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Ratnasambhava (T. rin chen 'byung ldan/rin chen 'byung gnas; C. baosheng rulai 寶生如來) translates as "source of jewels," "unobstructed accomplishment," etc.[1] He is the buddha of the Ratna family and presides over the buddha field known as Śrīmat, (Tib. Paldangdenpa) translated as ‘Realm of Splendor’ (or Magnificence) located to the south.[1]

Ratnasambhava embodies the wisdom of equality, transforming selfish pride into the qualities of equality and equanimity. Ratnasambhava often is depicted with a cintāmaṇi (wish-fulfilling) jewel and his hand is in the mudrā of giving. He is described as glowing yellow in color and embodies richness, generosity, and abundance.[1]

The earliest textual mention of Ratnasambhava seems to be in the Golden Light Sutra and in the Guhyasamāja Tantra.[1]

Five tathagatas

In the Vajrayana, Buddha Ratnasambhava is identified as one of the five tathagatas.

In this context, Buddha Ratnasambhava represents the purification of pride and the arising of the wisdom of equanimity.

Thrangu Rinpoche states:

Buddha Ratnasambhava is realized when the disturbing emotion of pride or ego is purified. Ego is the belief in a self which we all develop from birth as soon as our mind thinks of itself as separate from others. The next three types of pride evolve in this process of self- centeredness: (1) We feel that we are better than others who are in a less fortunate situation, (2) we feel that we are superior to others because we fail to see the equality of ourself and others; and (3) we feel we are either spiritually or materially better than others.
What causes us to embark upon the journey of ego? When the self believes that it is separate from others, the negative emotion of pride arises in which one believes oneself in some way better than others. From this then arises the belief that there are “good” i.e. things which we believe in and do and “bad” i.e. things that others believe in and do. As long as we believe ourselves to be superior to others, it is impossible to learn from them. So we must give up ego clinging to develop enlightened qualities. A purified mind does not distinguish between pure and impure, good and bad, I and others; rather it experiences all things in equality.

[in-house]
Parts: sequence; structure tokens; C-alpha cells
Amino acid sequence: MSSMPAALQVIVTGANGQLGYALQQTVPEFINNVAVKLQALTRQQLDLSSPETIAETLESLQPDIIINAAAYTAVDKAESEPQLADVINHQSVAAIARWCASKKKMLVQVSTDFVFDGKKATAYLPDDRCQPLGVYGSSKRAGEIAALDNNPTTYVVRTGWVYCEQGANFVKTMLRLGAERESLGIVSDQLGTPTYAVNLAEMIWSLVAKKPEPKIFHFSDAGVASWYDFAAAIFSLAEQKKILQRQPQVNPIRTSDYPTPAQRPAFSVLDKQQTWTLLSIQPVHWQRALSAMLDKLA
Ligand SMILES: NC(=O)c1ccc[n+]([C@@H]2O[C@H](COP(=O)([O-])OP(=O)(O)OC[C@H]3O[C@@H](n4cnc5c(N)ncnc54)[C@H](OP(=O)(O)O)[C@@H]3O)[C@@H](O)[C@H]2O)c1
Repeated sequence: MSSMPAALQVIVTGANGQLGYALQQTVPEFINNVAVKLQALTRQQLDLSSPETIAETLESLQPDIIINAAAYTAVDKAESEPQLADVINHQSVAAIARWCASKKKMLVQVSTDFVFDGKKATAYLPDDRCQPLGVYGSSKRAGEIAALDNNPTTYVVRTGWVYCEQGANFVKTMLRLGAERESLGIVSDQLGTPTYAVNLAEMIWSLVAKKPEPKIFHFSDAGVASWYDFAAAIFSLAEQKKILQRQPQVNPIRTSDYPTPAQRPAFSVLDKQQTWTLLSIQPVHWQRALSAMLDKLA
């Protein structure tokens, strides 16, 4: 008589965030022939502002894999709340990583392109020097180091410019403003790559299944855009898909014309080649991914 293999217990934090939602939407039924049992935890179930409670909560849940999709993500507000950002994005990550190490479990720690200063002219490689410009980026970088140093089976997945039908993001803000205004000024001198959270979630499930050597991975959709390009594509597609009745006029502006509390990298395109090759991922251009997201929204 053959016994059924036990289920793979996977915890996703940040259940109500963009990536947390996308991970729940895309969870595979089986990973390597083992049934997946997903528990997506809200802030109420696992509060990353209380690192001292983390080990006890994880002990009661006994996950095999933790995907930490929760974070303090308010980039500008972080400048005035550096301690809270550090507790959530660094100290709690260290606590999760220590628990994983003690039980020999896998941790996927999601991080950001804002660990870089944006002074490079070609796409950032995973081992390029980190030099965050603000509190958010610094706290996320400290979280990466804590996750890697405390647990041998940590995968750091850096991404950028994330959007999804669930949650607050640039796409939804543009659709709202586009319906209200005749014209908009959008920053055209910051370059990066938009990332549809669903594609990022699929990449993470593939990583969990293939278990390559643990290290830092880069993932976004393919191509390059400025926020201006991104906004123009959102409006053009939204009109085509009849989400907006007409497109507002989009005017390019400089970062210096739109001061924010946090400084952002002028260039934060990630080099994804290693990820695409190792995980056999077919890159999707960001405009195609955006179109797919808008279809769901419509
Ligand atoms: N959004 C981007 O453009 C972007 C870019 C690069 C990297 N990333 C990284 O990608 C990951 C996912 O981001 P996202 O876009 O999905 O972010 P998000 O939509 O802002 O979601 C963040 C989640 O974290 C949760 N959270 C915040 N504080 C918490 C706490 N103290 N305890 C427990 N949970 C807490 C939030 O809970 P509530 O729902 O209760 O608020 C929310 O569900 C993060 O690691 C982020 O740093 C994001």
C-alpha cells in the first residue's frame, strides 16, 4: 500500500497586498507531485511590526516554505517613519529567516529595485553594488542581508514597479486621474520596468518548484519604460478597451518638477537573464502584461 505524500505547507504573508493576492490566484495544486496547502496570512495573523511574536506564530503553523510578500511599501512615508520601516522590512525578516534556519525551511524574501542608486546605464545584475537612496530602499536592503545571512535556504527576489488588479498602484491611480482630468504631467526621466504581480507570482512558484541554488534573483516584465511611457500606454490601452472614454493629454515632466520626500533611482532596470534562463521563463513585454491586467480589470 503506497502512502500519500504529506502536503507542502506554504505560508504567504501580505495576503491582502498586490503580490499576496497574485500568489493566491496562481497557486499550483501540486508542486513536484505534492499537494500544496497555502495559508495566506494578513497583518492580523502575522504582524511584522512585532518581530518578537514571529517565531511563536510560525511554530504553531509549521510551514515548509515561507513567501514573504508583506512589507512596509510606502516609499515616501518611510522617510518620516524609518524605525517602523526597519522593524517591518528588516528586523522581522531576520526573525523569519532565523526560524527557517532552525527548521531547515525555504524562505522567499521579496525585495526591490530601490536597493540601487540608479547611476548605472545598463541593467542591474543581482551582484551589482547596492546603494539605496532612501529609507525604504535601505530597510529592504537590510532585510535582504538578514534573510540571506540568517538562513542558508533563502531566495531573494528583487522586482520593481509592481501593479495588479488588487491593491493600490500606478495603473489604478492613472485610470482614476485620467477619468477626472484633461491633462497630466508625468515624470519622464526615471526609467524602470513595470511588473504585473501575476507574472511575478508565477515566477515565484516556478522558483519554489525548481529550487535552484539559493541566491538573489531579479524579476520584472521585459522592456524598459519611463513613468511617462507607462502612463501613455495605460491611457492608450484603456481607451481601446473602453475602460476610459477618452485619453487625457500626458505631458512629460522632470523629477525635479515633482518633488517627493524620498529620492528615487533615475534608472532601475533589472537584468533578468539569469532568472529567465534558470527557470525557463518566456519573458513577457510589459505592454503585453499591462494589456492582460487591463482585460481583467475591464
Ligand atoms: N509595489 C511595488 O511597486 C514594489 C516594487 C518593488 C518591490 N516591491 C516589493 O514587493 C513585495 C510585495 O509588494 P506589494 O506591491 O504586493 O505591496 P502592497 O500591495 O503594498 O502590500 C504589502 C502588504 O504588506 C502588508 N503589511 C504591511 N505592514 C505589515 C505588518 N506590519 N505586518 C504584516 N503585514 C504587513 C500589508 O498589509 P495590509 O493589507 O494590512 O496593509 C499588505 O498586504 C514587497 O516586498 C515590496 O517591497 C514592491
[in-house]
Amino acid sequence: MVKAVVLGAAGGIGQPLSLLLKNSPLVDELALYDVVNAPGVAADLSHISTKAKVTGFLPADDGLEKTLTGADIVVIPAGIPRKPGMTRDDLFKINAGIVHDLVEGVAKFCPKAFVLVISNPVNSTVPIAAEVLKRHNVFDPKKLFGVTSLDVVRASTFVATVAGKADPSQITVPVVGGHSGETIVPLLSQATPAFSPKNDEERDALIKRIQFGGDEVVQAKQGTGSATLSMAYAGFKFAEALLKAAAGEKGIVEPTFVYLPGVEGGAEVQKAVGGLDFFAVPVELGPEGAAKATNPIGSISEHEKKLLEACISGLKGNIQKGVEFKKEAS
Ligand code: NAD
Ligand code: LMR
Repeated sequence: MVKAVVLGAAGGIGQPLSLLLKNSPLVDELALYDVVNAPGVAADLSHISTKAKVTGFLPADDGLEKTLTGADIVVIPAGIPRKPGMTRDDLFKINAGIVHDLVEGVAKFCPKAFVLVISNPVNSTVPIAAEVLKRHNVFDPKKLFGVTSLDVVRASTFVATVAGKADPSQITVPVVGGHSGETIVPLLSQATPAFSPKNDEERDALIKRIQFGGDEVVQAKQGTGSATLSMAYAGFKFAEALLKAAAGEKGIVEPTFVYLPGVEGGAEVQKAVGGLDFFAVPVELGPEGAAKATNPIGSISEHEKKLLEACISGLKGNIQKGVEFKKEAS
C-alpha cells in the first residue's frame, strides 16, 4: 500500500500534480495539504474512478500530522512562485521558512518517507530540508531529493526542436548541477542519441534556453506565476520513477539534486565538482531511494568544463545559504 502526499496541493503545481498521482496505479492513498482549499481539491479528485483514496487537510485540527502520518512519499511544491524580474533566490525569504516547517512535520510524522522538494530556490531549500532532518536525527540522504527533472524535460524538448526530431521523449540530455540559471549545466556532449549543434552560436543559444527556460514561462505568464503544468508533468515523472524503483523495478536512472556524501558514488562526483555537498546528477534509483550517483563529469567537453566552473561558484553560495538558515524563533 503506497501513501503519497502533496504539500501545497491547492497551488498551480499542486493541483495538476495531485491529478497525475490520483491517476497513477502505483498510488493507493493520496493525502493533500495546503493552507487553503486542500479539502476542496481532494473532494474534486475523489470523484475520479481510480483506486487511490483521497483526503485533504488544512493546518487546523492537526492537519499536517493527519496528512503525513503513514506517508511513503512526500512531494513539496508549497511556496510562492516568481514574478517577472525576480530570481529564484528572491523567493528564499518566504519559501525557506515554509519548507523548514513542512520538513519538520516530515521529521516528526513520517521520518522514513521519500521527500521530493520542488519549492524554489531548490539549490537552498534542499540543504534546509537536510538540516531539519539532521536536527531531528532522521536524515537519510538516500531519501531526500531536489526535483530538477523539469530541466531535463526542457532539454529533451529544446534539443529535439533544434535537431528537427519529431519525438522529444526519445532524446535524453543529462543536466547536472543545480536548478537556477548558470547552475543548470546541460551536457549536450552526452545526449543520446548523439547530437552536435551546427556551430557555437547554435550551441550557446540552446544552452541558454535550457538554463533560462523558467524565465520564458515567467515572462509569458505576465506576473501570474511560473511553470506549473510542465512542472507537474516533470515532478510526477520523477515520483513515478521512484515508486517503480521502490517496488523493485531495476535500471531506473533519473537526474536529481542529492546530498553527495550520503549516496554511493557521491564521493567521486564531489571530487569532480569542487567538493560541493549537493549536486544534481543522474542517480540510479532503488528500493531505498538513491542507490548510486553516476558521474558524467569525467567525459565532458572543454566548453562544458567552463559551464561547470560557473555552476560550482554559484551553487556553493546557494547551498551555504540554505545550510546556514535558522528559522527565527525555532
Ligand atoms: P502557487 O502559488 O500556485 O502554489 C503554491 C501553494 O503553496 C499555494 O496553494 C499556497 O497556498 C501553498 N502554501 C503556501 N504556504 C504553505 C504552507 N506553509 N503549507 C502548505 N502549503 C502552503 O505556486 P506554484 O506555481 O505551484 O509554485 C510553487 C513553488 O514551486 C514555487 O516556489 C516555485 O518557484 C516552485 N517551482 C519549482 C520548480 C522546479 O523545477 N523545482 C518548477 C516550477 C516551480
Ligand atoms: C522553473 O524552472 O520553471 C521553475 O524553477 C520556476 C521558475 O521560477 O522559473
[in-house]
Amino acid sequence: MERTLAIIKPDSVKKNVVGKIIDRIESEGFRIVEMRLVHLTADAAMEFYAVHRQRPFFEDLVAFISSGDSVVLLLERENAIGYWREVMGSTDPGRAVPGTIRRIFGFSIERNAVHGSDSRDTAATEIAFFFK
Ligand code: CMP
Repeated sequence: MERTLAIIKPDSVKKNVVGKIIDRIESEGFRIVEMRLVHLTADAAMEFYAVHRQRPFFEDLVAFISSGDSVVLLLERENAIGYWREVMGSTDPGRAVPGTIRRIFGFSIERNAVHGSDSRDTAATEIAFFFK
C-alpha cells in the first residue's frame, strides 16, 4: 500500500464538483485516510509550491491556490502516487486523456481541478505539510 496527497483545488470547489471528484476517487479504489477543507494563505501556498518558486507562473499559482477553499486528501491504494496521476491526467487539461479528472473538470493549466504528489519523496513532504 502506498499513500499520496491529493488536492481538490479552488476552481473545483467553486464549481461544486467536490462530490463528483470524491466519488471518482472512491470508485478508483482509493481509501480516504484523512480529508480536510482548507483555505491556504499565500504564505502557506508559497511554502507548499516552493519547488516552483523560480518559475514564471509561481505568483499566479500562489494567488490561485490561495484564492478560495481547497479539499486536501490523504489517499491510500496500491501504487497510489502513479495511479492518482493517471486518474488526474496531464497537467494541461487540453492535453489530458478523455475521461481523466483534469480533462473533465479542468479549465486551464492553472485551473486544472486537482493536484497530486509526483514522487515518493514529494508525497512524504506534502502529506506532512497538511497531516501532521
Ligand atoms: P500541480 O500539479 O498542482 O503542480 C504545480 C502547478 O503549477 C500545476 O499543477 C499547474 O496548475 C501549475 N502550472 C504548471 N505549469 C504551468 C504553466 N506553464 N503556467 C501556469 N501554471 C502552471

When one is free from pride, realization of the wisdom of equality dawns and one experiences and becomes Buddha Ratnasambhava. Buddha Ratnasambhava’s activity is enriching and as a symbol of his activity of enrichment, he is gold or yellow in color. As a symbol of his ability to enrich all living beings, he holds the precious wish-fulfilling jewel in his hands.[2]

And also:

The Buddha Ratnasambhava is the purification of pride. Ratnasambhava is Sanskrit and the Tibetan name is sangay rinchenjungdan. The Tibetan word sangay means “buddha” and the word rinchen means “precious” referring to all precious, good, and immaculate things. The word jungdan means “the source.” So Ratnasambhava is the source of all good qualities with these precious qualities being the absence of pride. When ego and pride have been removed, one is open enough to actually receive all knowledge and qualities, that is the realization of Sangay Rinchen Jungdan.
Knowing the meaning of Rinchen Jungdan, one understands why his activity encompasses the enrichment of all precious qualities of realization. Ratnasambhava resides in the south and is yellow or gold in color. The color gold represents wealth and Ratnasambhava holds a wish-fulfilling jewel at his heart in his left hand. The wish-fulfilling jewel is a jewel which gives a person everything that he or she desires and so this also symbolizes enrichment. He is seated in the vajra posture of fulfillment on a horse’s throne representing the four bases or legs of miraculous powers that enables unobstructed passage everywhere. His right hand is in the mudra of giving supreme generosity, i.e., his activity is supreme generosity.[3]


  1. 1.0 1.1 1.2 1.3 Ratnasambhava, Samye Institute
  2. Thrangu Rinpoche 1998, p. 2.
  3. Thrangu Rinpoche 1998, pp. 5-6.